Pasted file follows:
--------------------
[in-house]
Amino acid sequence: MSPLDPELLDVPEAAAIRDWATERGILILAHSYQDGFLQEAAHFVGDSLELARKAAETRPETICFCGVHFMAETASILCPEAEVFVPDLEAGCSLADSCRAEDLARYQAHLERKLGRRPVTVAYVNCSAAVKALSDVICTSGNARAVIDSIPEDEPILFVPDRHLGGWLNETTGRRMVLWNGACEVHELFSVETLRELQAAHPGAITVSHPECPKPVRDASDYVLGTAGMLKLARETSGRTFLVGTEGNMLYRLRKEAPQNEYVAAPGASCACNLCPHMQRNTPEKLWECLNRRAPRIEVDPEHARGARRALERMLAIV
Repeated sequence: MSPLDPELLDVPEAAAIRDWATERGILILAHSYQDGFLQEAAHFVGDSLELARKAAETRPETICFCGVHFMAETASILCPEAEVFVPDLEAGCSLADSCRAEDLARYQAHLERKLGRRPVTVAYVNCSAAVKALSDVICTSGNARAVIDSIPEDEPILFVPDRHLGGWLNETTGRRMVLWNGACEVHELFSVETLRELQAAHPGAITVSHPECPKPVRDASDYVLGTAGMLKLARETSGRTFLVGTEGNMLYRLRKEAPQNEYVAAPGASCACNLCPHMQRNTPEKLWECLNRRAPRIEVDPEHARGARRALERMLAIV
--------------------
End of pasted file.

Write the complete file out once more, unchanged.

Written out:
[in-house]
Amino acid sequence: MSPLDPELLDVPEAAAIRDWATERGILILAHSYQDGFLQEAAHFVGDSLELARKAAETRPETICFCGVHFMAETASILCPEAEVFVPDLEAGCSLADSCRAEDLARYQAHLERKLGRRPVTVAYVNCSAAVKALSDVICTSGNARAVIDSIPEDEPILFVPDRHLGGWLNETTGRRMVLWNGACEVHELFSVETLRELQAAHPGAITVSHPECPKPVRDASDYVLGTAGMLKLARETSGRTFLVGTEGNMLYRLRKEAPQNEYVAAPGASCACNLCPHMQRNTPEKLWECLNRRAPRIEVDPEHARGARRALERMLAIV
Repeated sequence: MSPLDPELLDVPEAAAIRDWATERGILILAHSYQDGFLQEAAHFVGDSLELARKAAETRPETICFCGVHFMAETASILCPEAEVFVPDLEAGCSLADSCRAEDLARYQAHLERKLGRRPVTVAYVNCSAAVKALSDVICTSGNARAVIDSIPEDEPILFVPDRHLGGWLNETTGRRMVLWNGACEVHELFSVETLRELQAAHPGAITVSHPECPKPVRDASDYVLGTAGMLKLARETSGRTFLVGTEGNMLYRLRKEAPQNEYVAAPGASCACNLCPHMQRNTPEKLWECLNRRAPRIEVDPEHARGARRALERMLAIV